# IS–LM MODEL, EFFECTS OF MONETARY AND FISCAL POLICIES ON IS-LM MODEL

The IS and LM model (also known as the Hick-Hansen model) was developed in 1937 by John R Hicks in an attempt to properly interpret John Maynard Keynes' famous book "General Theory of Employment, Interest, and Money."

The IS and LM models attempt to explain the short-run movement of output and interest rates in the economy.

The IS-LM consists of two curves: the IS (short for investment and Savings) curve and LM (liquidity preference and money supply ) curve.

The IS curve shows the combination of interest rate and output for which the goods market is in equilibrium.

Stated differently, the IS curve depicts the relationship between interest rate and output such that demand for goods equals supply for goods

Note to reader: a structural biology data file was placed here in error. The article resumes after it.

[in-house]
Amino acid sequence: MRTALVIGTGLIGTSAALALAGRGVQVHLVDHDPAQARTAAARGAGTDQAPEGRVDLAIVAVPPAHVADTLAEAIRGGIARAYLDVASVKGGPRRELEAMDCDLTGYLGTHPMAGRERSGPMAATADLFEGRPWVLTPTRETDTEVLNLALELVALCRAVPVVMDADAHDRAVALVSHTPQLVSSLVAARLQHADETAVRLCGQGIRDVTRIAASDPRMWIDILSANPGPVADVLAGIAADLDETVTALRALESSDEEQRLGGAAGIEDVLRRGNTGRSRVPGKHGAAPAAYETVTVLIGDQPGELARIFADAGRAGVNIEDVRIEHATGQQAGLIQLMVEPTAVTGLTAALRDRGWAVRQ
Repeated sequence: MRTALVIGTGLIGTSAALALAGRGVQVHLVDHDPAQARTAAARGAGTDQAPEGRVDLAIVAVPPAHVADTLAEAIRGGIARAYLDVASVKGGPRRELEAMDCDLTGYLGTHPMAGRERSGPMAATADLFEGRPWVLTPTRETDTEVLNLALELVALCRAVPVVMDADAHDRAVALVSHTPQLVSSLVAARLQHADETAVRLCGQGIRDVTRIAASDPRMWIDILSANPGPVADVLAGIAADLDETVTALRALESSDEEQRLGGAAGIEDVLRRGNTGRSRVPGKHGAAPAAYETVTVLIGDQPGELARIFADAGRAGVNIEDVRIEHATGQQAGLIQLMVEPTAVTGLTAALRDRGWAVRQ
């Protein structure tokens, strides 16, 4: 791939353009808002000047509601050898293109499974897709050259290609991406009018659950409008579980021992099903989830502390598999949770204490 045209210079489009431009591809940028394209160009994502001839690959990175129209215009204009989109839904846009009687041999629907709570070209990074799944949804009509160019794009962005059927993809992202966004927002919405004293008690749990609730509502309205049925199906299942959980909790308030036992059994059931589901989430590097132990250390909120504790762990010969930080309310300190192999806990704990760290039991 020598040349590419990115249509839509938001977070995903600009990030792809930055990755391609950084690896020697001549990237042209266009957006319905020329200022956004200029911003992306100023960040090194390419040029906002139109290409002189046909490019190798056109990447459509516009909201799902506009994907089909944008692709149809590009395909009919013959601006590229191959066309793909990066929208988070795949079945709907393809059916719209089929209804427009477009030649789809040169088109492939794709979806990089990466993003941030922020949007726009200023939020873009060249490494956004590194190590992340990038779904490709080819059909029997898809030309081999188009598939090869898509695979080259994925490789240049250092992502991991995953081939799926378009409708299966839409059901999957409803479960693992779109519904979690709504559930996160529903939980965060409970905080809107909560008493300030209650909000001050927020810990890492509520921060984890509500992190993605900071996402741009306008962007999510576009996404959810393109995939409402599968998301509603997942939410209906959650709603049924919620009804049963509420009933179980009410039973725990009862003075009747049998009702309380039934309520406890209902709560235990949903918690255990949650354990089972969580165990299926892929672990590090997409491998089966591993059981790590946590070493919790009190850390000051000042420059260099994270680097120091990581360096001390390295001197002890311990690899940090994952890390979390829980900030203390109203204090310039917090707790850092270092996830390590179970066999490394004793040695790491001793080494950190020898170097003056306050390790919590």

The Investment-Savings (IS) curve is drawn as a downward-sloping curve with the interest rate on the vertical axis while GDP is on the horizontal axis.

A downward sloping IS a curve implies that the interest rate and GDP have an inverse relationship. In other words, as the interest rate rises, GDP falls, and vice versa. This has a very clear logic to it. Lower interest rates encourage people to borrow and seek out investment opportunities, resulting in increased investment and GDP. A lower interest rate, meanwhile, leads to increased consumption since consumers would rather spend than save in order to take advantage of reduced interest rates.

The interest rate is the independent variable in the IS curve, while the level of income is the dependent variable.

The Liquidity preference-Money supply (LM) shows the combinations of interest rates and levels of real income for which the money market is in equilibrium.